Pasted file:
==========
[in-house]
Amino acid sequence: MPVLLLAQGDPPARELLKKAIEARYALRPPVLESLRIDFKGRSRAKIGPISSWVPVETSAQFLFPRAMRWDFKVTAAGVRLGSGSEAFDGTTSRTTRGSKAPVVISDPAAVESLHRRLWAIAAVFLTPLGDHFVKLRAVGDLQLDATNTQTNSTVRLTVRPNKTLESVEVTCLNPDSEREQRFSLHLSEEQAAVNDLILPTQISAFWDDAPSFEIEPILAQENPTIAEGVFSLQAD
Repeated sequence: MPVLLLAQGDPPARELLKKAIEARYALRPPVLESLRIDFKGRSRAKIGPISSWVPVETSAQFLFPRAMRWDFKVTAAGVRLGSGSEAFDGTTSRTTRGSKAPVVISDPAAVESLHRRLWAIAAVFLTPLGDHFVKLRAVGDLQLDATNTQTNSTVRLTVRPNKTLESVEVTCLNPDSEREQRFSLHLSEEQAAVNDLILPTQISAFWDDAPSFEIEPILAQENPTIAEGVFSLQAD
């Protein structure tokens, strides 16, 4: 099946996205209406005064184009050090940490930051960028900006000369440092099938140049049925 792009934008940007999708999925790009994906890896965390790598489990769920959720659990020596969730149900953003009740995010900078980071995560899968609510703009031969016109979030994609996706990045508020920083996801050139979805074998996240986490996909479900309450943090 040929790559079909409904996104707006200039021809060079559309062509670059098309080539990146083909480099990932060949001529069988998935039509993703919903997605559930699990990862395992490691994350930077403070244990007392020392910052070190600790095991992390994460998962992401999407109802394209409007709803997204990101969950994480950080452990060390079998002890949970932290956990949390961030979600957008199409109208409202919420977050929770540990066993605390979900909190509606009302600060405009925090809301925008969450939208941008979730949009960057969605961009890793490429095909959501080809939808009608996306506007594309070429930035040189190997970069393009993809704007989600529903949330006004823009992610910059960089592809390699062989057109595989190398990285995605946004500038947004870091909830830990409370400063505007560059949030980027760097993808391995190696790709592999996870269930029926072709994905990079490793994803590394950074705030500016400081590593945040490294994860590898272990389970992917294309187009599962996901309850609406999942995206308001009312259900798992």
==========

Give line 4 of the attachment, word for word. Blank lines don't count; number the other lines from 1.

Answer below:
């Protein structure tokens, strides 16, 4: 099946996205209406005064184009050090940490930051960028900006000369440092099938140049049925 792009934008940007999708999925790009994906890896965390790598489990769920959720659990020596969730149900953003009740995010900078980071995560899968609510703009031969016109979030994609996706990045508020920083996801050139979805074998996240986490996909479900309450943090 040929790559079909409904996104707006200039021809060079559309062509670059098309080539990146083909480099990932060949001529069988998935039509993703919903997605559930699990990862395992490691994350930077403070244990007392020392910052070190600790095991992390994460998962992401999407109802394209409007709803997204990101969950994480950080452990060390079998002890949970932290956990949390961030979600957008199409109208409202919420977050929770540990066993605390979900909190509606009302600060405009925090809301925008969450939208941008979730949009960057969605961009890793490429095909959501080809939808009608996306506007594309070429930035040189190997970069393009993809704007989600529903949330006004823009992610910059960089592809390699062989057109595989190398990285995605946004500038947004870091909830830990409370400063505007560059949030980027760097993808391995190696790709592999996870269930029926072709994905990079490793994803590394950074705030500016400081590593945040490294994860590898272990389970992917294309187009599962996901309850609406999942995206308001009312259900798992």